travel: meaningful, and meaningless
when we were in the states in march, we had the fantastic opportunity to teach a class at brigham young university!
a reader of this blog was enrolled in a course at byu called "global adventure travel," and her professor had challenged the students to invite individuals they knew that had varied experience around the world to be guest speakers in the class. i was so excited when i got an email from sydney asking us if we would come share our experiences with her classmates.
ian and i had a great time preparing and delivering our message - it was a cool thing to reflect on and project to work on together.
we focused our message on six ways that travel helps us to become better human beings. we shared these six ideas through sharing six pictures/stories. because byu is a church university, we talked openly about spiritual aspects of lessons learned in travel, and how engaging in new adventure and diverse culture deepens our ability, in beautiful ways, to be true disciples of jesus christ.
we started our presentation by getting to know the students in the class a bit, and telling them some tidbits about us. then, ian, ever a lover of numbers and data, showed them this chart that he created:
can you guess what the x and y axises are? :)
we told the students that we love to travel because it's fun and because it's exciting. but, in our opinion, that's a pretty poor reason in and of itself to do a whole lot of something. we prioritize travel in our shared life because it helps us to become better human beings, and better disciples of christ. because it is not only fun and exciting, but because it is tremendously meaningful.
there's actually dozens and dozens of means that we feel travel deepens us in valuable ways, but we chose to elaborate on just six:
^^ photo from mount cook national park in new zealand ^^
^^ photo from kandy, sri lanka ^^
^^ photo from the pilgrim circuit around the jokhang temple, lhasa, tibet ^^
^^ photo from thorong la pass, annapurna circuit, himalayas of nepal ^^
^^ photo from our road trip through north dakota, south dakota, and nebraska - to fulfill a random dream of ian's ^^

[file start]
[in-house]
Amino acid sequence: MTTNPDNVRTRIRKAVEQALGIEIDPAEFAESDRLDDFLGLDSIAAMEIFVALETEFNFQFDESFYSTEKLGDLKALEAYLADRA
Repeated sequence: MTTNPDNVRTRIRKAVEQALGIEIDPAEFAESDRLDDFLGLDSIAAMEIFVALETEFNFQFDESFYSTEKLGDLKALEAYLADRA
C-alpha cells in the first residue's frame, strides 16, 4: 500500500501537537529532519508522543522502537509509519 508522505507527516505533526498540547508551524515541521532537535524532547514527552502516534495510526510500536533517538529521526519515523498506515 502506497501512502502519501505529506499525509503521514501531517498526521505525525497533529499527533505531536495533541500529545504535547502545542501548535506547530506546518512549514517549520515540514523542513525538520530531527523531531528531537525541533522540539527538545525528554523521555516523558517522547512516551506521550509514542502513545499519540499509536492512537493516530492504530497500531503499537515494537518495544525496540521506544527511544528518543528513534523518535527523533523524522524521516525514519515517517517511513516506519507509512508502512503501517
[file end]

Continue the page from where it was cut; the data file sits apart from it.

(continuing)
^^ for this last principle, we didn't have a picture, and that was part of the point we wanted to get across (that travel trains us in the balance between documenting and absorbing the present without documenting). we shared a story from nepal. ^^
after we shared these (what we consider to be) worthy reasons to do what's possible to make travel a part of one's life, we shared some of our tips around travel budgeting and travel planning.
and then - after we'd quite passionately discussed at length all the wonderful, honorable virtues of travel - we shared our opinion that, actually, travel doesn't matter. it is, ultimately, trivial.
in the end, there are many, many ways to learn how to be a better human (and a better disciple of christ). we can deepen ourselves - our appreciation, connections, devotion, relationships, and perspectives - in our own backyards, through so many different opportunities that are all around us if we but seek them. and in the end, it really won't matter how many countries we've been to or how many exciting adventures abroad we've had.
ian and i have determined that we really don't want our life to be about travel. we want travel to be part of our life - in moderation - because it is like a turbo button on meaningful deepening (and yes, because it is fun and exciting - which isn't a bad thing!).
but we want our life to be about family, faith, charity, sacrifice, and finding and spreading joy from ordinary (rather than exotic) things. we want to be able to be truly deepened by the simple experiences - visiting someone who is sick or struggling, soothing newborn babies in the middle of the night, magnifying invitations to serve at church, putting in hard work to strengthen our marriage, being involved in causes that alleviate suffering in the world, stopping to commune with god in a fast-paced world, having family dance parties before bedtime.
the thrill of travel can be contagious, consuming, even addicting. it is so so meaningful, but it is also, in the grand scheme of things, meaningless. and so, we shared a bit of advice with those bright-eyed students at brigham young university that morning: seek and relish opportunities to travel as much as possible, but seek and relish the truly important stuff more.
thanks again, sydney, for inviting us to your class!